The ACPA18 Convention team reached out to colleagues to share their experiences with whiteness and engaging white supremacy in higher education and the field of student affairs. This post is part of a series of reflections and narratives engaging this topic as part of ACPA’s Strategic Imperative for Racial Justice & Decolonization.
I am a part of a team that teaches a large, graduate and doctoral level class on group dynamics and leadership at The University of San Diego. In our class meeting a few days after the Las Vegas shooting, the class took time to unpack their experiences with the tragedy. Through the conversation, the topics of White men, privilege, and terrorism became the focus of the conversation. Just as we were transitioning from our large group meeting into a different aspect of the evening’s course, a White male student announced to the class “I’m White and I didn’t kill anyone so I don’t know what you want me to do.”
If you are a White person who works in student affairs, you may react like I did. You might want to treat this person as if they needed a lecture, thinking that my position required me to tell them what was what and exercise my power. You may have also felt some combination of frustration, anger, and sadness about this student’s statement. Frustration of how disruptive these types of moments to learning. Anger to the depth of entrenchment this student has in white supremacy, patriarchy, and the myriad of oppressive systems with which those intersect. And sadness as to how very easy it can be to lose hope for White people when these are the loudest White voices in a room. This student represents a clear, loud embodiment of the work still to be done. I wanted them to know that I was not like them. To reinforce, they were worse than me; I am better.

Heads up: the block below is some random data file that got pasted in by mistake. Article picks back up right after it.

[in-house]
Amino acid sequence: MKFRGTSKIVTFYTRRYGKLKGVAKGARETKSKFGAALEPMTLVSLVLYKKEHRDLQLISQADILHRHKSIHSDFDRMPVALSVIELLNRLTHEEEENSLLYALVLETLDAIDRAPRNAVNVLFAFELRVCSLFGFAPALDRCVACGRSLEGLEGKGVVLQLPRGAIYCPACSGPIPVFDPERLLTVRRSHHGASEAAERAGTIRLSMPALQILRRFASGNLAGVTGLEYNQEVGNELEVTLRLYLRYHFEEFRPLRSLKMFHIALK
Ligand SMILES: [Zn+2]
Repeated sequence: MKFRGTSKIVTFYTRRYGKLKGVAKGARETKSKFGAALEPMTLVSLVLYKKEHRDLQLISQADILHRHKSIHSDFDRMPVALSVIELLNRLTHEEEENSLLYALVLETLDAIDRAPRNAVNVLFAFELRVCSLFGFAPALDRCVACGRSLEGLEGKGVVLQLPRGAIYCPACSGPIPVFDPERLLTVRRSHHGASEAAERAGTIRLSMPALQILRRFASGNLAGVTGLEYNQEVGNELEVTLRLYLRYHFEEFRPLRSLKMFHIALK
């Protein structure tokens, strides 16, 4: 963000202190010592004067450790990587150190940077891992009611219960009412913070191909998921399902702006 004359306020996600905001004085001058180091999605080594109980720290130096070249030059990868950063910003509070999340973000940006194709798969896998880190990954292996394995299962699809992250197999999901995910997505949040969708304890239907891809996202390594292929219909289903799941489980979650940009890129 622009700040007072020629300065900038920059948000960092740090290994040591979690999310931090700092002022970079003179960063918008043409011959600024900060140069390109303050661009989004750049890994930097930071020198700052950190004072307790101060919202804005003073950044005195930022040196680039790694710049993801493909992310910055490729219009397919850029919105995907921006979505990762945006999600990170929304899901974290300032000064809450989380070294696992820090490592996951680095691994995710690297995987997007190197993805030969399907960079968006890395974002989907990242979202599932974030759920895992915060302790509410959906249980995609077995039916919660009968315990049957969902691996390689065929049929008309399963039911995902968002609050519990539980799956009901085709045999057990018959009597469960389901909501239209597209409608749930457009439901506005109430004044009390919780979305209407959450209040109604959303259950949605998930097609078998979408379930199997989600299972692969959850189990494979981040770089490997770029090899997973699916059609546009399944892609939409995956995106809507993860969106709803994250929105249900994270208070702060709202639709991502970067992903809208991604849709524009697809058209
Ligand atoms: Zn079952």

This moment is rooted in perceiving this student as a representation of what we hope to work against. Instead reflect on how this student represents you. Even if you, possibly as a White person, never reacted in this particular way to a similar situation. You likely might have become defensive and resistant to acknowledging the ways in which a part of who you are benefits from and actively enacts violence against people in different positions or identities. Take a breath, take a moment, and get in touch with one of those memories. Once you have it, hold it with you through the rest of this post.
My research focuses on how bell hooks’ work Teaching to Transgress offers student affairs professionals new ways of engaging in their work. I also examine how reading Teaching to Transgress impacts the experiences of people who hold multiple dominant group identities as they navigate their own understanding of their identities and the way those identities impact how folks take up their work in this field. It struck me for this particular class session students had read a few chapters of Teaching to Transgress, which seemed like an important bit of synchronicity. In trying to make more sense of the experience, I returned to the book myself in hopes it would offer insight.
Almost immediately I found sections in which hooks writes about her experience with students resisting new pedagogy and experiences challenging long held norms.. hooks writes about how this resistance is especially pointed when the larger system within which those environments exist reify those norms instead of encouraging new ways of being, learning, and engaging with themselves and others. If a student (or a student affairs professional) has never had to ask questions about how being White exists within a system of Whiteness, and they do not participate in continuing that conversation, it’s not surprising they push back against the assertion White men need to take ownership of their participation in said system and the violence it creates.